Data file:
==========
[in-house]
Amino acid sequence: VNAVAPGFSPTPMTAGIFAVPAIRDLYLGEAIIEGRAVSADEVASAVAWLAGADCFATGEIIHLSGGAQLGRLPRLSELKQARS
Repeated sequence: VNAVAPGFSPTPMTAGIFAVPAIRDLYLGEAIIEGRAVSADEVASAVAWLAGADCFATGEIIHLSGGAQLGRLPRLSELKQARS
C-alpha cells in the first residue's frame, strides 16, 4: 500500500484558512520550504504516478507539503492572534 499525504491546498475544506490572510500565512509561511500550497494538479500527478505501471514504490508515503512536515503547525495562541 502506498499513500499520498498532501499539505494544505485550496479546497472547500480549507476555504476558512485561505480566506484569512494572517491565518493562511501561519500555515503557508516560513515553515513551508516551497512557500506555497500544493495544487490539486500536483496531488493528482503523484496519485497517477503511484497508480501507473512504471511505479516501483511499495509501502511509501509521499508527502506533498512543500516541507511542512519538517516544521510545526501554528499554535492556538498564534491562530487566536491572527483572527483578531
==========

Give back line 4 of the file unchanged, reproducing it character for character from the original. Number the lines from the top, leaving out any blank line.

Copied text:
C-alpha cells in the first residue's frame, strides 16, 4: 500500500484558512520550504504516478507539503492572534 499525504491546498475544506490572510500565512509561511500550497494538479500527478505501471514504490508515503512536515503547525495562541 502506498499513500499520498498532501499539505494544505485550496479546497472547500480549507476555504476558512485561505480566506484569512494572517491565518493562511501561519500555515503557508516560513515553515513551508516551497512557500506555497500544493495544487490539486500536483496531488493528482503523484496519485497517477503511484497508480501507473512504471511505479516501483511499495509501502511509501509521499508527502506533498512543500516541507511542512519538517516544521510545526501554528499554535492556538498564534491562530487566536491572527483572527483578531